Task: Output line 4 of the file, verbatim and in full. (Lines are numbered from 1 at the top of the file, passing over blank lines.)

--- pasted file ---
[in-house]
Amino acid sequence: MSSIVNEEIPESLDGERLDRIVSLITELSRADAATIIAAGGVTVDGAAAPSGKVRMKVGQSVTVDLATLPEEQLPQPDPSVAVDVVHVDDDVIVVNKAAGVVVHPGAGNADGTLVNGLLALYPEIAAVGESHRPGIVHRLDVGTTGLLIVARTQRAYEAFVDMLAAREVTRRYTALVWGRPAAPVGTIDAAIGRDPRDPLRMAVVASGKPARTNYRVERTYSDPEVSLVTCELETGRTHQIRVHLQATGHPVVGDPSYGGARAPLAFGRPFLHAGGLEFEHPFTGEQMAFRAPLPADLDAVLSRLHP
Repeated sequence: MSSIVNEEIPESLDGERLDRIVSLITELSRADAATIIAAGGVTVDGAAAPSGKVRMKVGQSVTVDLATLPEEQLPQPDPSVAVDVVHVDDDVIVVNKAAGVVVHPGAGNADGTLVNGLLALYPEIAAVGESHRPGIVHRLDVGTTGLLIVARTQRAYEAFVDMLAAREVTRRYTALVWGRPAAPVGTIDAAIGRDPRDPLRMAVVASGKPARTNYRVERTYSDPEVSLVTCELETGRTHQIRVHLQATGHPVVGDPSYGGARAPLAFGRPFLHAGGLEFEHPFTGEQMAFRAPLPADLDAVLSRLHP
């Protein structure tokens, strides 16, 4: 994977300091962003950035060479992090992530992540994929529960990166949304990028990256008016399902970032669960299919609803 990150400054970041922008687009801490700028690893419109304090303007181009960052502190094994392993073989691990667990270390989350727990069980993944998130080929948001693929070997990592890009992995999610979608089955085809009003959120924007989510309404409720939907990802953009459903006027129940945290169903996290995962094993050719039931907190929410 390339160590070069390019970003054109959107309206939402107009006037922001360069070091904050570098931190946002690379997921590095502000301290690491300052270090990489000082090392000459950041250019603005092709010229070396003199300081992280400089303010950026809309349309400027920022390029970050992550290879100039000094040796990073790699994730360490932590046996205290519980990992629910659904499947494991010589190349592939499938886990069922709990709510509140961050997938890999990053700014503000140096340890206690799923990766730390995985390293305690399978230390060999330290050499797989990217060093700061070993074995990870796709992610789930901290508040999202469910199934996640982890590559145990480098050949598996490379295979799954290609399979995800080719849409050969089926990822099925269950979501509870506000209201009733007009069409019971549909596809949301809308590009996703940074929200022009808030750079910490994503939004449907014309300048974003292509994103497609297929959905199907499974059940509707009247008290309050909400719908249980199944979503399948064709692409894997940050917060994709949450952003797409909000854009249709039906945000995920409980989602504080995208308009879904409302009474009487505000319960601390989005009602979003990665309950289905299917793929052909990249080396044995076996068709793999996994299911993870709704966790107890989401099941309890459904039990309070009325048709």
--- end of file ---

């Protein structure tokens, strides 16, 4: 994977300091962003950035060479992090992530992540994929529960990166949304990028990256008016399902970032669960299919609803 990150400054970041922008687009801490700028690893419109304090303007181009960052502190094994392993073989691990667990270390989350727990069980993944998130080929948001693929070997990592890009992995999610979608089955085809009003959120924007989510309404409720939907990802953009459903006027129940945290169903996290995962094993050719039931907190929410 390339160590070069390019970003054109959107309206939402107009006037922001360069070091904050570098931190946002690379997921590095502000301290690491300052270090990489000082090392000459950041250019603005092709010229070396003199300081992280400089303010950026809309349309400027920022390029970050992550290879100039000094040796990073790699994730360490932590046996205290519980990992629910659904499947494991010589190349592939499938886990069922709990709510509140961050997938890999990053700014503000140096340890206690799923990766730390995985390293305690399978230390060999330290050499797989990217060093700061070993074995990870796709992610789930901290508040999202469910199934996640982890590559145990480098050949598996490379295979799954290609399979995800080719849409050969089926990822099925269950979501509870506000209201009733007009069409019971549909596809949301809308590009996703940074929200022009808030750079910490994503939004449907014309300048974003292509994103497609297929959905199907499974059940509707009247008290309050909400719908249980199944979503399948064709692409894997940050917060994709949450952003797409909000854009249709039906945000995920409980989602504080995208308009879904409302009474009487505000319960601390989005009602979003990665309950289905299917793929052909990249080396044995076996068709793999996994299911993870709704966790107890989401099941309890459904039990309070009325048709």